"Valley of the Dolls"is a shamelessly overwrought wallow in celebrity angst. Its weepy cautionary tale of the fall of beautiful young women to the glamorous, decadent high-life of the 1960's had just the right recipe of whine and cheese to sell a gazillion copies. The subsequent movie became a high-kitsch cult classic. Stars like Patty Duke, Sharon Tate and Susan Hayward brought their own tabloid excess to the cliché roles.
In this new stage version, the authors smartly chose not only to re-enact the film, but to set it all in the memory of a boy named Nick, who would watch the film with his mother as it endlessly replayed on the three o'clock movie. Little Nick has this inexplicable need to imitate every gesture and inflection. When the dress fits, he wears it. As the character of Ann Welles, he enters the action of the film, just as each of these characters has entered his own imaginary life. While Nick Garrison plays the role in drag, his performance is the work of an actor, not an impersonator. Adrift in a sea of neurosis, his Anne Welles has a decency and genuine empathy that allows us an investment in the melodrama much greater than the story itself earns. We care because Anne cares, not because the characters really deserve it.
All of the characters walk a fine line between exaggeration and outright parody. No one does that more expertly than Sarah Harlett, who plays the Patty Duke role of Neely O'Hara with jaw-dropping intensity. Embroiled in her ferocious struggle to succeed as a singer, and also to defeat the drugs and doubt she consumes with an equal appetite, this amazing performance not only hits its relatively easy target, but carpet bombs everything Patty Duke has done since, and most everyone else on stage. A dueling divas backstage scene with the marvelous Suzanne Bouchard (the Susan Hayward character) is scaldingly bitchy, and a perfect delight. Jennifer North plays the tragic Sharon Tate with an ephemeral sweetness as insubstantial and tasty as meringue, but never quite allows us to understand why she lingers in the public imagination, or what she represents in the Hollywood mystique.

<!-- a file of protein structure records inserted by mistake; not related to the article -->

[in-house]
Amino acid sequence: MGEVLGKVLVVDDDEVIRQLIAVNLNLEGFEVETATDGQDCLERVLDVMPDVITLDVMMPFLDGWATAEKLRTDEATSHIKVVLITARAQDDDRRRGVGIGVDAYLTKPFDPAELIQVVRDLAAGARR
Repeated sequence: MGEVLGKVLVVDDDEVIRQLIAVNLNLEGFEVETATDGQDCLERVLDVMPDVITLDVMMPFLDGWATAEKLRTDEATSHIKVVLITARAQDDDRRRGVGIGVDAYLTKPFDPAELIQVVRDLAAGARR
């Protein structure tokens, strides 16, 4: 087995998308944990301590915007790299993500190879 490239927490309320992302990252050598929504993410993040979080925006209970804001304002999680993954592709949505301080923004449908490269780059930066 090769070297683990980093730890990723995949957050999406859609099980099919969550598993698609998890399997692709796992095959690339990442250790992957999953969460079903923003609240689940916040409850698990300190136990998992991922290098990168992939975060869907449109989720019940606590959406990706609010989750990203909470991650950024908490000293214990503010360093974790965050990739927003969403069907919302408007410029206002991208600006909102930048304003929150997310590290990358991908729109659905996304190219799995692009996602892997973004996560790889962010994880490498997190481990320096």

Where the play is less successful is in the direction, by Allison Narver and Burton Curtis. The first act has a lot of trouble finding exactly the tone it wants, and as a result is neither as funny, as sly, nor as focused as it should be. Given the dubious value of the material to begin with, we need to know exactly how to take all this. Is it affectionate, cynical, satiric or simply a remote oddity of the period? Are we laughing with it, at it, or through it? Exactly why is it so dear to Nick? The smart conceit of the young boy Nick that opens the show is never revisited, and that leaves the play feeling somewhat incomplete. By the second act, which is far more consistent, the play seems to find itself, and ends with a solid, confident conclusion.
"Valley of the Dolls" is an amusing and often quite funny piece of cultural detritus. This production gives it a good showing, and in spite of its uneven identity, and its slippery stylistic grip, it succeeds as a harmless and often smart diversion. It isn't Charles Busch, but it sits in the same darkened rooms, and dreams the same light-intoxicated images.
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